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|Title: ||Pedagogy and Parenting in English Drama, 1560-1610: Flogging Schoolmasters and Cockering Mothers|
|Authors: ||Potter, Ursula Ann|
|Keywords: ||pedagogy;schooling;education;schoolmasters;humanism;childrearing;parenting;mothers;fathers;Shakespeare;Renaissance drama|
|Issue Date: ||2001|
|Publisher: ||University of Sydney. SEAFAM|
|Abstract: ||In this thesis I examine the representation of parents and schoolmasters and the conflicts between them in vernacular drama in Reformation England. This was a period of growth in public schooling and a time when numerous treatises on education and childrearing were in circulation in England. Prevailing pedagogical theory privileged the schoolmaster's authority over that of the parents, and set paternal authority over that of the mother. It sought to limit maternal power to the domestic sphere and the infant years, yet the drama examined here suggests that mothers, not fathers, were usually the parent in control of their children's education. The conflicts inherent in these oppositions are played out in drama dealing with schooling and childrearing; each of the works examined here participates in and contributes to public debate over school education and parenting practices in early modern England. The thesis conducts a close textual and contextual analysis of the representation of schoolmasters and parents and of parent-school relations in seven English plays. A variety of dramatic genres is represented: public drama (Love's Labour's Lost, Patient Grissill, The Winter's Tale), school drama (Nice Wanton, July and Julian, The Disobedient Child), and private royal entertainment (The Lady of May). The plays are explicated in terms of the Tudor school culture and the negotiation of authority between fathers, mothers and schoolmasters. The thesis draws extensively on sixteenth-century school dialogues and vulgaria and on education treatises, which were available in English in Tudor England, in particular the writings of Erasmus, Vives, Ascham, Mulcaster, Elyot, Brinsley and Becon. School records provide information on school conditions and curricula, the duties and qualities of schoolmasters and the role of schools in civic and public performances. The thesis addresses issues of gender, childrearing, public education and parental and pedagogical authority in the second half of the sixteenth and early seventeenth centuries.|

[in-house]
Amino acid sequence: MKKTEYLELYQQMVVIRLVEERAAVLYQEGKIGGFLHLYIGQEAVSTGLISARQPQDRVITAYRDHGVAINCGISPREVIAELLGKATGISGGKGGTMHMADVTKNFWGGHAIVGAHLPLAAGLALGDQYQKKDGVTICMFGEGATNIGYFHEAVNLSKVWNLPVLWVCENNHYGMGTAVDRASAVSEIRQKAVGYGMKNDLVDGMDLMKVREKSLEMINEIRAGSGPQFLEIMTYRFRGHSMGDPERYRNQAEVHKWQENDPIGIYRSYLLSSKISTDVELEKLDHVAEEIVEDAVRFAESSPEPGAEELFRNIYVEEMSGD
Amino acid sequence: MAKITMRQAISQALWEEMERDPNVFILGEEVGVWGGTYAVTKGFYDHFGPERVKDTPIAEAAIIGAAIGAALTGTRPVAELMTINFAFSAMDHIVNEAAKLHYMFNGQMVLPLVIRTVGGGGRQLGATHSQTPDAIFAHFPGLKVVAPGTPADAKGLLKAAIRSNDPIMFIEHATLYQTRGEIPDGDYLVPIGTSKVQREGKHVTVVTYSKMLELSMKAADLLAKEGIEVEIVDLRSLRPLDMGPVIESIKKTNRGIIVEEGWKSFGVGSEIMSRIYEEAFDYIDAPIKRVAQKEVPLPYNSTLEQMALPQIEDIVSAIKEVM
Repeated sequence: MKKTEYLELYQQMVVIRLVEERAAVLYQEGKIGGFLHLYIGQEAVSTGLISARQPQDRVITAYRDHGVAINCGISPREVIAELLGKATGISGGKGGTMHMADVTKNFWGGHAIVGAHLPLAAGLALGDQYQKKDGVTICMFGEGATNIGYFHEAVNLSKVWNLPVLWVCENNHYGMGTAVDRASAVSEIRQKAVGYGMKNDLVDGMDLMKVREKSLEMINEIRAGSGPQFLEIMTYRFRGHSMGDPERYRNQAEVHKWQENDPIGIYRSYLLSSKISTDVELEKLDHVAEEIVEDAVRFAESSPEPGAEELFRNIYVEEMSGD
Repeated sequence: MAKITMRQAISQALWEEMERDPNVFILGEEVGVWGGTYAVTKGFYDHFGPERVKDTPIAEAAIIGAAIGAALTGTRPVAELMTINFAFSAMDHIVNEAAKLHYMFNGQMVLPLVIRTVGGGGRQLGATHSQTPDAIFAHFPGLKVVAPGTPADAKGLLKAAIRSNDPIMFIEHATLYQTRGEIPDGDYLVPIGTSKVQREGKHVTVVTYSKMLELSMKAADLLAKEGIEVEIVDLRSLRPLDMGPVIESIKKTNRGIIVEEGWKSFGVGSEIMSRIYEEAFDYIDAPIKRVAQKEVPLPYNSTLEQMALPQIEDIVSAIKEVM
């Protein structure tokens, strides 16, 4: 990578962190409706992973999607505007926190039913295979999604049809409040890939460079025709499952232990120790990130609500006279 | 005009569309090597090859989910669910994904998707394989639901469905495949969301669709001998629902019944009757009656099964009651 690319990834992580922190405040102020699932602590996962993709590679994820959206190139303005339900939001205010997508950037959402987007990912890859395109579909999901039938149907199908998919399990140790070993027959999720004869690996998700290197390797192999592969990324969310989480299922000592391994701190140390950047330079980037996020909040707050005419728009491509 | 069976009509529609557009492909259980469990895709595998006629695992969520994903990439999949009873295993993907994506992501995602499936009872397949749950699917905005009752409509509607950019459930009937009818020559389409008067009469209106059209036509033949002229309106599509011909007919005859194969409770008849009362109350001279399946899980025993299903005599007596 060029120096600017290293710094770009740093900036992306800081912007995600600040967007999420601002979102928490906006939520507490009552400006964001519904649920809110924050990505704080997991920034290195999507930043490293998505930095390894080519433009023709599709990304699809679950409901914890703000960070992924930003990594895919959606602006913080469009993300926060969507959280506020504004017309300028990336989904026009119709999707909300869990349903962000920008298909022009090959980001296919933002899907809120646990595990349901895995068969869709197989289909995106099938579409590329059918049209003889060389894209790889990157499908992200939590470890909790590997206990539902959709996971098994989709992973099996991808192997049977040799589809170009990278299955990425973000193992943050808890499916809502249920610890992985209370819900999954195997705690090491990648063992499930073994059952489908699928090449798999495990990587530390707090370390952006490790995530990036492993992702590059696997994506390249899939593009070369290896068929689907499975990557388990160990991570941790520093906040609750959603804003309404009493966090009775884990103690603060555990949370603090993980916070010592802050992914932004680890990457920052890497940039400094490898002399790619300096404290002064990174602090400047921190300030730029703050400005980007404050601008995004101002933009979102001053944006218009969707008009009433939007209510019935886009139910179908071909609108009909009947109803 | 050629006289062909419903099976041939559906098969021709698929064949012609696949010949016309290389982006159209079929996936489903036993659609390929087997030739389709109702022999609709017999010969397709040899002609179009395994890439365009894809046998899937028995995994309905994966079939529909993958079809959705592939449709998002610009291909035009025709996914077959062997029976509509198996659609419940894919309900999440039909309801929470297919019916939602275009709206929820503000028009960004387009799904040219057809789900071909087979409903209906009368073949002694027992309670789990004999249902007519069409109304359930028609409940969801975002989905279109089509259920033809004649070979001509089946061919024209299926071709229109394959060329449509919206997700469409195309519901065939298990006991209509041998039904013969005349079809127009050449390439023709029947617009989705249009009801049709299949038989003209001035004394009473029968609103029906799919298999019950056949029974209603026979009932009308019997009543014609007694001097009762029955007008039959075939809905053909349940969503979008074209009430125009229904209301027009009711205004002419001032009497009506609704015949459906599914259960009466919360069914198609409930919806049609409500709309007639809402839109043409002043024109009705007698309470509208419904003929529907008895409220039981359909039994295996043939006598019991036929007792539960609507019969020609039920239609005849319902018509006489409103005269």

|Rights and Permissions: ||Copyright Potter, Ursula Ann;http://www.library.usyd.edu.au/copyright.html|
|Appears in Collections:||Sydney Digital Theses (Open Access)|
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